Studying abroad is certainly one of the most important steps in a student's journey. This unique experience is the ideal opportunity to get to know different regions, to make new friends, to learn a new language and of course to obtain a world-class degree.
In this area, France has been a very attractive country for international students in international mobility for several years, occupying the 4th place worldwide. In terms of welcoming international students, France thus ranks behind countries such as the United States, the United Kingdom and Australia.
However, going to study in a foreign country also has its obstacles to overcome. This article compiles 5 common challenges that international students face when traveling to France to study.
The main challenges when traveling to France to study
1. Communication and Language Barriers
One of the biggest challenges a foreign student faces while studying in France is the language barrier. Once on French territory, he or she will certainly encounter problems understanding the different national accents. This is a major obstacle because at the beginning of a study trip, it is necessary to complete various formalities for which a good knowledge of the language is required.
For example, finding accommodation can be difficult in the presence of language barriers. One way to solve this problem is to arrange in advance to rent an apartment or studio. If the student has difficulty in French, it is recommended that he or she contact the owner of the apartment or studio before the trip. This will allow them to take their time to communicate and avoid rushing through the process. To do this, he can consult rental websites such as Rentola and contact the owner to explain his plans.
2. Cultural differences
Another major challenge for international students is adapting to the cultural differences that exist between their home country and France. The local population, ambiance, atmosphere, gastronomy and customs in France are often strongly distinct from the habits of the foreign students' native country.
At first, these differences may shock students and make them anxious. However, any change requires adaptability and a strong mind to acclimate to a new environment. Contrary to stereotypes, the French are generous and welcoming. With a little patience, foreign students will be able to easily blend into the country's culture.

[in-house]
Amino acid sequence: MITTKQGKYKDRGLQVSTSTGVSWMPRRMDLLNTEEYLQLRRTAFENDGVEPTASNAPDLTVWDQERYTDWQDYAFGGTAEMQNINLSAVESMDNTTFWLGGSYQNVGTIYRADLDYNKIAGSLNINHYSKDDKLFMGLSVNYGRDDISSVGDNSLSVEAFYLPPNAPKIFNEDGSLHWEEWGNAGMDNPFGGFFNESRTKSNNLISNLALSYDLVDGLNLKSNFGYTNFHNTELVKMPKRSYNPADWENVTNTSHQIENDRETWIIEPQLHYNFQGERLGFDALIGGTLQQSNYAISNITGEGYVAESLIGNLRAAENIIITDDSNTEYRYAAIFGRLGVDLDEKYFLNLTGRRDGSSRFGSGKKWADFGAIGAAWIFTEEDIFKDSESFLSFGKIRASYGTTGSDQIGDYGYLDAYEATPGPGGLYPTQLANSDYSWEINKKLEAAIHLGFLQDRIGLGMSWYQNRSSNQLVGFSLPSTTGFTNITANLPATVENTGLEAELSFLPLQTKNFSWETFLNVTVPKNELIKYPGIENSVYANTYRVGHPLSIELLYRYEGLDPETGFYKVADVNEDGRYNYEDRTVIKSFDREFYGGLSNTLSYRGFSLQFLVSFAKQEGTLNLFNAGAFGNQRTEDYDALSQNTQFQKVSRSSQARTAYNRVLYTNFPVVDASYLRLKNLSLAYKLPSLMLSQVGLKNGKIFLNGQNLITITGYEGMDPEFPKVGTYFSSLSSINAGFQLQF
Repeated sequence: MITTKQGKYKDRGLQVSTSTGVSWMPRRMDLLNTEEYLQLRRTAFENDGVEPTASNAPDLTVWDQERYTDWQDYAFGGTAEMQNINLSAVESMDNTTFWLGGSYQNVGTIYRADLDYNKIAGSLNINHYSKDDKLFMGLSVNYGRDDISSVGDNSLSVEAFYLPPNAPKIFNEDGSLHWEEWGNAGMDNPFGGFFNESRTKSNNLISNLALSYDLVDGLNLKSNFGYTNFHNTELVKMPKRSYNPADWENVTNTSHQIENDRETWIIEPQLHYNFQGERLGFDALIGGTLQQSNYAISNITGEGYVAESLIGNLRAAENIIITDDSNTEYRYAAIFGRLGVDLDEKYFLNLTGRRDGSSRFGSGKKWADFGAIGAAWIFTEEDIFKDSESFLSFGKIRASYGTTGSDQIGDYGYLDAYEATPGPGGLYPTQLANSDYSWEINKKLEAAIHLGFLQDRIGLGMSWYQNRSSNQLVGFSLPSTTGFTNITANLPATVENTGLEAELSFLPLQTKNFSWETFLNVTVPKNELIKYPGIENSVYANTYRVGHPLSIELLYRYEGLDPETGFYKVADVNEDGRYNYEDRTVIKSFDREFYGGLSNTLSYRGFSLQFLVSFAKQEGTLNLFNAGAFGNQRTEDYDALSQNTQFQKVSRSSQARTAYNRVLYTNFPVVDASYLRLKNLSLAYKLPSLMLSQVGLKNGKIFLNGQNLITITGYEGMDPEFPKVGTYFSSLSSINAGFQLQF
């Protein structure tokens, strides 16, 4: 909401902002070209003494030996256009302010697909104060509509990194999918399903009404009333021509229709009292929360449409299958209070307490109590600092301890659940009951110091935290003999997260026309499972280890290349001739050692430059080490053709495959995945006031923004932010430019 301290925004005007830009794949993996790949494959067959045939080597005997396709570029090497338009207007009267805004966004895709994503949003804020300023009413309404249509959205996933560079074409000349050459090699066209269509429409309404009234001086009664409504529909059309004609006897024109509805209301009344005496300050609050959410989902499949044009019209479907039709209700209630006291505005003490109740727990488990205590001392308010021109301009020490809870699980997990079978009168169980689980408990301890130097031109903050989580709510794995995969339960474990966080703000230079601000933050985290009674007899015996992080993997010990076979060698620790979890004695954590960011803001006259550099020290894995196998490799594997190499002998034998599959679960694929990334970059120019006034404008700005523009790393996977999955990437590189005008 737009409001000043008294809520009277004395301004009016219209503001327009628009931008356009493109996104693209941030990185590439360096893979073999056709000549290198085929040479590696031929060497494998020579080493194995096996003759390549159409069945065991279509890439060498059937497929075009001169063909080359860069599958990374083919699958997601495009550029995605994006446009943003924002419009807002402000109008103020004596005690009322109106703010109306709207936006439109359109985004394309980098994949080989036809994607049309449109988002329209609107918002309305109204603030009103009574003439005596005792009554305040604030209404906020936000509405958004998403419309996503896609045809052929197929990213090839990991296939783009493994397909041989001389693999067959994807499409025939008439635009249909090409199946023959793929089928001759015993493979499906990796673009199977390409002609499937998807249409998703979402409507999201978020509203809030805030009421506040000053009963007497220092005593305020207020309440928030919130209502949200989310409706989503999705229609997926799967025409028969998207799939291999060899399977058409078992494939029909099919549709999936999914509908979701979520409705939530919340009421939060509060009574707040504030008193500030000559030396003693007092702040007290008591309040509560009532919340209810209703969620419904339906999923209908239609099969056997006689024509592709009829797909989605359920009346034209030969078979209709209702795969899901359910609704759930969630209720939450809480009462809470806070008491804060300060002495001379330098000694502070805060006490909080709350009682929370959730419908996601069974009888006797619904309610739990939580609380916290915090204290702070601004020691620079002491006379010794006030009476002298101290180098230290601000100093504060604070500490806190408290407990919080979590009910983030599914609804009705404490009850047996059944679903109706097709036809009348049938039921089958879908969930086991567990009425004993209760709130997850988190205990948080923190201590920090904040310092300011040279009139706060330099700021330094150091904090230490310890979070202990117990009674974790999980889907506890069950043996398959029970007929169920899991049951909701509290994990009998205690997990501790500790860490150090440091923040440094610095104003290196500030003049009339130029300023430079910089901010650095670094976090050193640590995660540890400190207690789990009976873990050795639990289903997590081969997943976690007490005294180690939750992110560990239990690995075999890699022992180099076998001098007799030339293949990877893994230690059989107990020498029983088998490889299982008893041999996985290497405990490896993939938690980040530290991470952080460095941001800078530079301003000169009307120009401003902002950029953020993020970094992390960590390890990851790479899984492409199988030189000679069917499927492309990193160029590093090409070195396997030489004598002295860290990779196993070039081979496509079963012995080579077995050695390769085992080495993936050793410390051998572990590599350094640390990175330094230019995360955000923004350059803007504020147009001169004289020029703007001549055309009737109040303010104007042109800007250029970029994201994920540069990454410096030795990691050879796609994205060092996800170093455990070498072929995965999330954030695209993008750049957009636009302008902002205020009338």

3. Adapting to a New Currency
In France, international students will have to adapt to a new cost of living. If the student comes from a country in the euro zone, comparing local prices to those in their home country will not be too complicated. However, a student from a state outside the Eurozone will go through an adjustment phase to get used to the new currency and order his expenses accordingly.
To ease this transition, the student can study the exchange rate of the new country where he resides. He or she can also use online converters. In addition to the new currency, international students will need to be aware of the taxes applied to various products.
4. Organizing finances
During their stay, students will need to learn how to properly manage their finances on a daily basis. Some international students may be fortunate enough to secure a scholarship, which will help reduce their financial burden. However, they will still need to learn how to budget.
In France, everyday living is not cheap. In addition to tuition, international students in France will need to consider costs related to housing, food, transportation and other aspects of daily life.
In France, costs are generally higher in large cities such as Paris, Lyon, Nice and Toulouse. However, these costs also depend on lifestyle, type of accommodation and spending habits. You will also have to learn to balance your finances with your social activities.
However, in France, the government allows you to work while you study, which may help improve your finances.
When you go to study in a foreign country, it is easy to feel homesick. This is even more the case in a country like France where the habits and customs are very marked. However, homesickness is a common feeling that naturally arises when you move away from home.
According to a study by HSBC, homesickness affects more than 90% of international students at some point during their study trip.
However, the most important thing is that this feeling doesn't stop you from having an incredible experience in France. If you miss your family and friends, it is possible to communicate with them virtually via the various online messengers. Finally, the best way to get rid of homesickness is to go out and explore French society, take care of your new housing and discover your new university campus.
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